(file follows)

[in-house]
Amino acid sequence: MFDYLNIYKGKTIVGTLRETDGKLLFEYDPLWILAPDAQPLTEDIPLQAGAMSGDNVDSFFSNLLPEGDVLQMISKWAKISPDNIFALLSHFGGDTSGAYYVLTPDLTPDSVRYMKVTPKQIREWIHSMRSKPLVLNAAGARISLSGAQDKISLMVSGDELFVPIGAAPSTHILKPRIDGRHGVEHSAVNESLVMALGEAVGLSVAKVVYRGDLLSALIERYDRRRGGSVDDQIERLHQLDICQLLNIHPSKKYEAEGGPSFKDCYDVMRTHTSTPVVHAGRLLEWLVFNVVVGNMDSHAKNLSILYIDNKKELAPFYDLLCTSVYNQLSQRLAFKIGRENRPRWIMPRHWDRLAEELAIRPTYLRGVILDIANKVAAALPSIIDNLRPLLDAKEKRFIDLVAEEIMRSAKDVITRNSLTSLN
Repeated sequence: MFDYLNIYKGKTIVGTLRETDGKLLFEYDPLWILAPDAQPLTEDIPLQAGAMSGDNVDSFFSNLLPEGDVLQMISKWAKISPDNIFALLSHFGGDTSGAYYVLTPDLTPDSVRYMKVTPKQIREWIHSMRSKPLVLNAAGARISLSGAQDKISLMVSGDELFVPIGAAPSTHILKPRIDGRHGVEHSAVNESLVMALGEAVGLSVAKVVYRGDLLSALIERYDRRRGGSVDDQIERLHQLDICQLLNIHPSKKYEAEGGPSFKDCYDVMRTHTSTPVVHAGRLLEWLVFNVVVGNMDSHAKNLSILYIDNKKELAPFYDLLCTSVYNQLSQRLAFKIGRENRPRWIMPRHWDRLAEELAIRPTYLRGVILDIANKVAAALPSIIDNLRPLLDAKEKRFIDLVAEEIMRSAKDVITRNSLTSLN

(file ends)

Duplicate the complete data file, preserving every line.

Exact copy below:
[in-house]
Amino acid sequence: MFDYLNIYKGKTIVGTLRETDGKLLFEYDPLWILAPDAQPLTEDIPLQAGAMSGDNVDSFFSNLLPEGDVLQMISKWAKISPDNIFALLSHFGGDTSGAYYVLTPDLTPDSVRYMKVTPKQIREWIHSMRSKPLVLNAAGARISLSGAQDKISLMVSGDELFVPIGAAPSTHILKPRIDGRHGVEHSAVNESLVMALGEAVGLSVAKVVYRGDLLSALIERYDRRRGGSVDDQIERLHQLDICQLLNIHPSKKYEAEGGPSFKDCYDVMRTHTSTPVVHAGRLLEWLVFNVVVGNMDSHAKNLSILYIDNKKELAPFYDLLCTSVYNQLSQRLAFKIGRENRPRWIMPRHWDRLAEELAIRPTYLRGVILDIANKVAAALPSIIDNLRPLLDAKEKRFIDLVAEEIMRSAKDVITRNSLTSLN
Repeated sequence: MFDYLNIYKGKTIVGTLRETDGKLLFEYDPLWILAPDAQPLTEDIPLQAGAMSGDNVDSFFSNLLPEGDVLQMISKWAKISPDNIFALLSHFGGDTSGAYYVLTPDLTPDSVRYMKVTPKQIREWIHSMRSKPLVLNAAGARISLSGAQDKISLMVSGDELFVPIGAAPSTHILKPRIDGRHGVEHSAVNESLVMALGEAVGLSVAKVVYRGDLLSALIERYDRRRGGSVDDQIERLHQLDICQLLNIHPSKKYEAEGGPSFKDCYDVMRTHTSTPVVHAGRLLEWLVFNVVVGNMDSHAKNLSILYIDNKKELAPFYDLLCTSVYNQLSQRLAFKIGRENRPRWIMPRHWDRLAEELAIRPTYLRGVILDIANKVAAALPSIIDNLRPLLDAKEKRFIDLVAEEIMRSAKDVITRNSLTSLN